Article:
We are also, Insha’Allah, better able to understand and empathize with the ex-spouse, which is an excellent reminder of the importance of humbleness and forgiveness (and how hard they both are to truly embody).

{But perhaps you hate a thing and it is good for you; and perhaps you love a thing and it is bad for you. And Allah Knows, while you know not.} (Qur’an 2:216)

Divorce is undoubtedly a difficult, unpleasant life experience and there’s no way to really put a positive spin on it… but there are ways to recognize the blessings that accompany every fitnah in life and to benefit from them, knowing them to be a part of the journey to Jannah, Insha’Allah.

{Or do you think that you will enter Paradise while such [trial] has not yet come to you as came to those who passed on before you?} (Qur’an 2:214)

Monday, September 28, 2015

Toxic: A Journey Through Emotional Abuse

“Emotional abuse” is a term that evokes looks of discomfort and feelings of panic amongst Muslims; kneejerk reactions and defensive declarations of “that stuff doesn’t happen to Muslims!” or even “there’s no such thing!”

Before we discuss the issue further, however, we must first know: what is emotional abuse?

Emotional Abuse: A form of abuse characterized by a person subjecting or exposing another to behavior that may result in psychological trauma, including anxiety, chronic depression, or post-traumatic stress disorder.[1][2][3] Such abuse is often associated with situations of power imbalance, such as abusive relationships, bullying, and abuse in the workplace.[1]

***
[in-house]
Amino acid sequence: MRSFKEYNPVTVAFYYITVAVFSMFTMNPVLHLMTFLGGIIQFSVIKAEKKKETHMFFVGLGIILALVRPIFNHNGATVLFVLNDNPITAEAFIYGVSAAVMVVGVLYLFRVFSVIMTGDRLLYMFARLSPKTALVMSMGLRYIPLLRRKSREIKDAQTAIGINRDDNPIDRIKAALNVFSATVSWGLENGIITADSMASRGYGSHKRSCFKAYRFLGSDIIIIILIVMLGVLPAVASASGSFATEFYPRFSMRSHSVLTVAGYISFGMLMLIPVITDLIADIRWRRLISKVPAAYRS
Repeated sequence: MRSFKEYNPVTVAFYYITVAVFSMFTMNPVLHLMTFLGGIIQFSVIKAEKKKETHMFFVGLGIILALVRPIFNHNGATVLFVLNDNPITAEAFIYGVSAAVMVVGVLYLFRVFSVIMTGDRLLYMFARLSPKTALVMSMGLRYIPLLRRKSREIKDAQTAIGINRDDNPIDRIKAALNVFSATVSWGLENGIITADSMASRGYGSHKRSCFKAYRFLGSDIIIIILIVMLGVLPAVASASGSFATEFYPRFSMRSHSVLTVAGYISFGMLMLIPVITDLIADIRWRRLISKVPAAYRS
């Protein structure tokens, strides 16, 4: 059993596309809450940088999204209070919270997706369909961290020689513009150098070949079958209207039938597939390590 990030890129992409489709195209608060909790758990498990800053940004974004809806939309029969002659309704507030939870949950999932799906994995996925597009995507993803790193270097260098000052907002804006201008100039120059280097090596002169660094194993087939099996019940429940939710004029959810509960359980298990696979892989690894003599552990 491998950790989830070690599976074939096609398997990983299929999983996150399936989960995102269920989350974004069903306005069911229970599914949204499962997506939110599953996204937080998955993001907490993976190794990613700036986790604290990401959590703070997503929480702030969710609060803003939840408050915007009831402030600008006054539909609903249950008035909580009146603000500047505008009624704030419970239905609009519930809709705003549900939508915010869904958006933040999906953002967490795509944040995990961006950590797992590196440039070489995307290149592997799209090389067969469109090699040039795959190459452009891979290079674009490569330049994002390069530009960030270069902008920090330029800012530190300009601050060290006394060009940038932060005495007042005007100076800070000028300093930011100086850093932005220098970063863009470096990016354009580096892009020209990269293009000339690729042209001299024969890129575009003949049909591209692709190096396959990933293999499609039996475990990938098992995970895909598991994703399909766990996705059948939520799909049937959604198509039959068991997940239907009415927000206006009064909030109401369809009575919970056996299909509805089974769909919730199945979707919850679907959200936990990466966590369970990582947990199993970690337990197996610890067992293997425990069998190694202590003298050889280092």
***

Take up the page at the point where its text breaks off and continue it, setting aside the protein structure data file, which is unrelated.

Signs of Emotional Abuse[2]:

·        Humiliation, degradation, discounting, negating, judging, criticizing.
·        Domination, control, and shame
·        Accusing and blaming, trivial and unreasonable demands or expectations, denies own shortcomings
·        Emotional distancing and the “silent treatment,” isolation, emotional abandonment or neglect
·        Codependence and enmeshment

Emotional abuse is, arguably, even more widespread in Muslim communities than physical or sexual abuse is. In fact, many emotionally abusive behaviors have long been considered culturally ‘normal’ in both the East and the West, and continue to be implicitly accepted in many so-called Muslim societies. As a result, many Muslim marriages have and continue to suffer in a deeply unhealthy manner that runs in opposition to the Islamic injunction to live together in love and mercy.